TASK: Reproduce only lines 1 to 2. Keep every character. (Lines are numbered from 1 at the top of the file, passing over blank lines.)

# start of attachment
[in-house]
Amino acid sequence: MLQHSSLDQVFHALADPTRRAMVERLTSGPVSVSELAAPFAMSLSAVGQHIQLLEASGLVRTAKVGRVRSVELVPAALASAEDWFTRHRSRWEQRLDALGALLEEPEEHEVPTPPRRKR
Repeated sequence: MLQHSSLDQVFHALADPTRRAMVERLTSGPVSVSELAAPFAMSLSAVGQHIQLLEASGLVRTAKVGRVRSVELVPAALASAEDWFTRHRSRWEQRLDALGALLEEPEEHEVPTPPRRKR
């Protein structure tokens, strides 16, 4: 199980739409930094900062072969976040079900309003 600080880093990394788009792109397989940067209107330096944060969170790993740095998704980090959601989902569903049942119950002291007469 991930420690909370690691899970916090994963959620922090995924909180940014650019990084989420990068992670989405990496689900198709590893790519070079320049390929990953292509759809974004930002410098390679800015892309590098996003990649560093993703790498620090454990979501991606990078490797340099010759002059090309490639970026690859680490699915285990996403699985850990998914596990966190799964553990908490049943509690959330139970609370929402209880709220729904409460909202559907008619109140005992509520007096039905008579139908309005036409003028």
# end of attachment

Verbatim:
[in-house]
Amino acid sequence: MLQHSSLDQVFHALADPTRRAMVERLTSGPVSVSELAAPFAMSLSAVGQHIQLLEASGLVRTAKVGRVRSVELVPAALASAEDWFTRHRSRWEQRLDALGALLEEPEEHEVPTPPRRKR